Now that I cook for myself, I have a new appreciation for fish simply because I know how to cook it. I never knew fish could taste so good if you didn't fry it. No matter what kind of fish it was (with some exception) my dad insisted it was best fried and that is how we always had it. He kindly spared my mom the task of post-dinner cleanup by frying it in his garage with his special breading blend.

While I was living at home this past fall, I took it upon myself to broaden the horizons somewhat and fry the fish myself. I simply replaced the predominantly corn meal batter with Italian breadcrumbs and Parmesan cheese lightly pan fried in...olive oil. My version won the favor of my dad but I'm not sure he's adopted it.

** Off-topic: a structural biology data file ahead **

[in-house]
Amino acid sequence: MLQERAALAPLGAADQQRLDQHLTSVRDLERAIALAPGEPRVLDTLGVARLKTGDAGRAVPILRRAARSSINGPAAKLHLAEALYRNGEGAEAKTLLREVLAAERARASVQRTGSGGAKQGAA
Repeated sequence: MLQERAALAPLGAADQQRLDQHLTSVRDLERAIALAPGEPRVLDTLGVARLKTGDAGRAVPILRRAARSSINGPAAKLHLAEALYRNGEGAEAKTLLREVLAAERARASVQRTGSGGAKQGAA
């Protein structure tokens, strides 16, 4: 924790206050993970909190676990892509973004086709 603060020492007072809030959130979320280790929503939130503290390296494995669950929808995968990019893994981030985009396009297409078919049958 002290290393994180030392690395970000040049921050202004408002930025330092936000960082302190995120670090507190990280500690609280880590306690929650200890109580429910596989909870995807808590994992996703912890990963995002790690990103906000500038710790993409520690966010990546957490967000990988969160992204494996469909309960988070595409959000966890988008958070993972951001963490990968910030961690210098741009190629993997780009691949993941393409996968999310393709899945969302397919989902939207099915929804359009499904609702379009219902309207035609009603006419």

I never fry fish at home but with these cod fillets I was wanting some crunch. I crusted one side with a light sprinkle of breadcrumbs and loads of fresh thyme. I thought it would be interesting to pair the lemony flavor of the fresh thyme with the rich flavor of coconut so I made coconut basmati to accompany it and served them up on a bed of sautéed cauliflower.

Sunday, August 27, 2006

Blogger or Bust

I've moved out of the small, small world of Myspace into the world of real blogs and blog people. Stay Tuned.